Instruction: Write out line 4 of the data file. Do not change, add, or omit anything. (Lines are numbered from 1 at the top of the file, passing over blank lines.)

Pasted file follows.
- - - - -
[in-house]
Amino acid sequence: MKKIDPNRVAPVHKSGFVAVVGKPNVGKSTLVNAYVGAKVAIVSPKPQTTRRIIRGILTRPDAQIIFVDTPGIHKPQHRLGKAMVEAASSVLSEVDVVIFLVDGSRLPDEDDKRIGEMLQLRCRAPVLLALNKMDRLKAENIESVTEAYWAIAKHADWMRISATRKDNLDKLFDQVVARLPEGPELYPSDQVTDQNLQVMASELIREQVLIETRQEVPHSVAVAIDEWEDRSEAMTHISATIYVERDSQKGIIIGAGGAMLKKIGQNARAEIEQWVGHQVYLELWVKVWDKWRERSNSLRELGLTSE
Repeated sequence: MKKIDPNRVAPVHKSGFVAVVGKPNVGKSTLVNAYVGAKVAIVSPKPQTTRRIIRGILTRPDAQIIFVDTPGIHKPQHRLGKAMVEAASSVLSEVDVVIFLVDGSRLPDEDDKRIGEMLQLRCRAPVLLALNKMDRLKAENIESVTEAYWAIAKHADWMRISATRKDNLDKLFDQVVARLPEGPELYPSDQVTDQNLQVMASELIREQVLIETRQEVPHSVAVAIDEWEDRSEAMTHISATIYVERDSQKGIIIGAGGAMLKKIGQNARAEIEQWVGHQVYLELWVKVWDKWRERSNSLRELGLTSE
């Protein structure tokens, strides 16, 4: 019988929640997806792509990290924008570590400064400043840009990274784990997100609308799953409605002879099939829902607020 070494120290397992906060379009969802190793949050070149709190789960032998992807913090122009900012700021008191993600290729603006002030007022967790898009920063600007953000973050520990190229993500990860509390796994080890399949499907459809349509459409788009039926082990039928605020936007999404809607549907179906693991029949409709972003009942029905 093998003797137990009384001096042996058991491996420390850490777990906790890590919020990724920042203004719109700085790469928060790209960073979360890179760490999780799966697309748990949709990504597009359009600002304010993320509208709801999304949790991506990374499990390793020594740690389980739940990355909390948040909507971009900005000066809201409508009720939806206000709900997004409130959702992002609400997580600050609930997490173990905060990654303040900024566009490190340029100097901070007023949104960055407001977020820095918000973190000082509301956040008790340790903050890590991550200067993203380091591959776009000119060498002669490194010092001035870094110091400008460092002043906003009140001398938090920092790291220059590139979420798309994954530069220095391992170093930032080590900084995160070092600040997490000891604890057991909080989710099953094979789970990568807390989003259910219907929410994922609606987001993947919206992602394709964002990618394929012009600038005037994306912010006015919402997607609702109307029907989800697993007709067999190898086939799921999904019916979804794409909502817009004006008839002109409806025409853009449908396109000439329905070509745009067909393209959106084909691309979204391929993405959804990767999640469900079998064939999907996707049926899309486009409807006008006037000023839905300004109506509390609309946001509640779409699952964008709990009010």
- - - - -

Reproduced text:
């Protein structure tokens, strides 16, 4: 019988929640997806792509990290924008570590400064400043840009990274784990997100609308799953409605002879099939829902607020 070494120290397992906060379009969802190793949050070149709190789960032998992807913090122009900012700021008191993600290729603006002030007022967790898009920063600007953000973050520990190229993500990860509390796994080890399949499907459809349509459409788009039926082990039928605020936007999404809607549907179906693991029949409709972003009942029905 093998003797137990009384001096042996058991491996420390850490777990906790890590919020990724920042203004719109700085790469928060790209960073979360890179760490999780799966697309748990949709990504597009359009600002304010993320509208709801999304949790991506990374499990390793020594740690389980739940990355909390948040909507971009900005000066809201409508009720939806206000709900997004409130959702992002609400997580600050609930997490173990905060990654303040900024566009490190340029100097901070007023949104960055407001977020820095918000973190000082509301956040008790340790903050890590991550200067993203380091591959776009000119060498002669490194010092001035870094110091400008460092002043906003009140001398938090920092790291220059590139979420798309994954530069220095391992170093930032080590900084995160070092600040997490000891604890057991909080989710099953094979789970990568807390989003259910219907929410994922609606987001993947919206992602394709964002990618394929012009600038005037994306912010006015919402997607609702109307029907989800697993007709067999190898086939799921999904019916979804794409909502817009004006008839002109409806025409853009449908396109000439329905070509745009067909393209959106084909691309979204391929993405959804990767999640469900079998064939999907996707049926899309486009409807006008006037000023839905300004109506509390609309946001509640779409699952964008709990009010």